Nov 16, 2013

A Charm-hap (a.k.a. Happy Happening)

One of my first discoveries after getting my sewing machine for Christmas two years ago, was pre-cuts.  I had always worked with yardage back home, or with the big scrap fabric that the fabric store would sell because the left over fabric was under a yard.

I came across an internet sale offering a beautiful charm pack for under $4.00 dollars; sounded great!  When I got the charm pack, I realized it did not have enough fabric for what I had in mind, so I ordered a second one... It was still the same price, which was good, but I did not like the effect, which was not good.

I kept hearing in my head a little voice encouraging me to go on because every single pattern and color in a charm pack would go well together, as long as all the patterns and colors stayed together.

(By the way, in case you are not familiar with the terminology, a charm pack is a set of 5" X 5" squares of different fabric belonging to a collection - kind of a sampler.) 

I could see the pattern/color deal, but I was not satisfied with the result, and started to experiment with placing, sashing, borders, and just could not find anything that would make it look good in my head... It seemed that everything else that I put together - that did not come in a charm pack - worked way better for me.

Today, however, I am in need of finding unique gifts, so I decided to dig this UFO from the corner and see if I could put something together; after all, there is something so special about a hand-made gift! 

Somehow, it all started to make sense... lol  The poor little charm converted into improv pieced stripes - bless its little heart, hehe - waited just under two years to get some attention.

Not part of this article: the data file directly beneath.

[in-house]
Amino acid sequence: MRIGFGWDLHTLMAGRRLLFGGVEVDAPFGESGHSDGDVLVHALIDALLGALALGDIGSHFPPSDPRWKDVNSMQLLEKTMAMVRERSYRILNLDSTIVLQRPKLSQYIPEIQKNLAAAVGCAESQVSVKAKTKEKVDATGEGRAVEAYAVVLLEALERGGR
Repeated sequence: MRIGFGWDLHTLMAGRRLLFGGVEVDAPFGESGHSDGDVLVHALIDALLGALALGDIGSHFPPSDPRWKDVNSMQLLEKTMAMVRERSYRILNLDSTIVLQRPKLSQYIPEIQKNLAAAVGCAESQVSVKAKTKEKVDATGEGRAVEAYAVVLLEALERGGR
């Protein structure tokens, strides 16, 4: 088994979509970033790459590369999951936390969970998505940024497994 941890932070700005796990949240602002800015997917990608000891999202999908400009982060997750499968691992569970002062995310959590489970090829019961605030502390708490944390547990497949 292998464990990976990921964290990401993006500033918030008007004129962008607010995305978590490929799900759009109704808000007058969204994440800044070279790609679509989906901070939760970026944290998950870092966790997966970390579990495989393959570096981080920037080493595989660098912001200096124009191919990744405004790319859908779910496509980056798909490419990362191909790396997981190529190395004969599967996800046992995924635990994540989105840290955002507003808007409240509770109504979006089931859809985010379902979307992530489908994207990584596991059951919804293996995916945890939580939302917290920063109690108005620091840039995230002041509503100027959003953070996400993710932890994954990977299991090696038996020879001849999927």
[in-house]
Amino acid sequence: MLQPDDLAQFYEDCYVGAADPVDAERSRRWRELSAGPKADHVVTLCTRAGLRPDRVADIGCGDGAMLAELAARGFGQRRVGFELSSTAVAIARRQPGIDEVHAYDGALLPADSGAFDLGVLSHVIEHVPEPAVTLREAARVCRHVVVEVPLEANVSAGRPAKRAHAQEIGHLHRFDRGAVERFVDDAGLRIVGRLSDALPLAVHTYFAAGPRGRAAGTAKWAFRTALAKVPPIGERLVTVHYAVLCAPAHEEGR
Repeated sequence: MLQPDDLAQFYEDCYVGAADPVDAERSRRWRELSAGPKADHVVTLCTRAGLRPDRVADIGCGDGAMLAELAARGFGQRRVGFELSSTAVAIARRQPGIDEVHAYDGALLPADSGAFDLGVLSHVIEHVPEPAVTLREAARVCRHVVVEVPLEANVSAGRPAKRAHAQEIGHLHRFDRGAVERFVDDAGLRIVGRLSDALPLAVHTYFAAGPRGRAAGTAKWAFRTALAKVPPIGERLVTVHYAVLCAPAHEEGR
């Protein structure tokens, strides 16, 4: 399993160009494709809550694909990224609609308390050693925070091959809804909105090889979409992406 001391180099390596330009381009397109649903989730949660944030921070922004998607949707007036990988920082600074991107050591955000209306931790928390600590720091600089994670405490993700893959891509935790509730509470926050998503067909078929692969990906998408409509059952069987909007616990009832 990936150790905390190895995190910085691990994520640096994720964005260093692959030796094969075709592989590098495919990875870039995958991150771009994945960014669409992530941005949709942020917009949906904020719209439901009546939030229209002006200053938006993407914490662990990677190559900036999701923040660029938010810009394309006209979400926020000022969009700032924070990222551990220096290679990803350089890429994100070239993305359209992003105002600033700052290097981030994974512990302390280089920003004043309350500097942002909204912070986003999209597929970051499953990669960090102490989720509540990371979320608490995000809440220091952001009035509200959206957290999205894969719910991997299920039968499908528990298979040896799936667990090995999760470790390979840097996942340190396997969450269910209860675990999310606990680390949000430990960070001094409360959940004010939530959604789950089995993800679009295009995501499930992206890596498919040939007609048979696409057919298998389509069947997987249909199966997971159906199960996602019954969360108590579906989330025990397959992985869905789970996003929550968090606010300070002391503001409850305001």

When I saw it together today, I was still not happy with the look of it.  But you know me, if I have scraps, I'll put them to good use!

I have (yes, there are still scraps left) an array of different scraps, and was not sure of the effect I wanted.  In the next picture, you can see, from top to bottom, pieced stripes, 4x4 patches, improv pieced stars and pieced pieces of irregular shapes.

With that first experience two years ago, when I realized how much fabric is used in the seams, I decided I was going to use the scraps, and put all of the pieces together in as many ways as I could- now I'm not sure it was the best call, but I'll just deal with it!

After trying several combinations of the shapes I had, I decided to use the 4x4.  Like that, I'd be able to create a middle stripe that would be a good "bridge" between the outer stripes, without making the overall design way too complex.

Here is the middle stripe pieced together.  I liked that it sort of blends with the straight pieces of the sides without taking away from the improv stars.

And here it is with the sashing, made with a fabric I picked up at a craft store when it was on sale. I was not completely certain it would go with this collection, and was a bit concerned of adding yet one more pattern, but the final look is not that bad...

The more I worked with it, the more I liked it...

And you can see the quilt right after I finished stitching in the ditch to secure the pieced top to the quilt layers.

Once I set a quilt in the machine, it is so hard to just leave it there and not start quilting - this time was not the exception.

I decided to go with a pointy feather for the middle piece.  I went for a combination of textures for the sides: stippling for the improv stars because of the heavy piecing, and lines with sharp turns (think of a triangle loop chain) for the rectangle/square mini block.  I thought the open stipple would allow me to FMQ without much difficulty around the heavy seams and that the sharp turns will mimic the shape of the stars.

I finished only one side and the middle; here is where I'm at right now:

The results are quite pleasing!  Not bad for a recycled piecing experiment that hadn't seen the light for at least something like a year and a half, huh?  Great score!

Now it is my Wheels that will be kept in that little tote for a while.  It's OK...  Sometimes finishing a quick quilt brings some kind of refreshment that just encourages me to go on and make one more!

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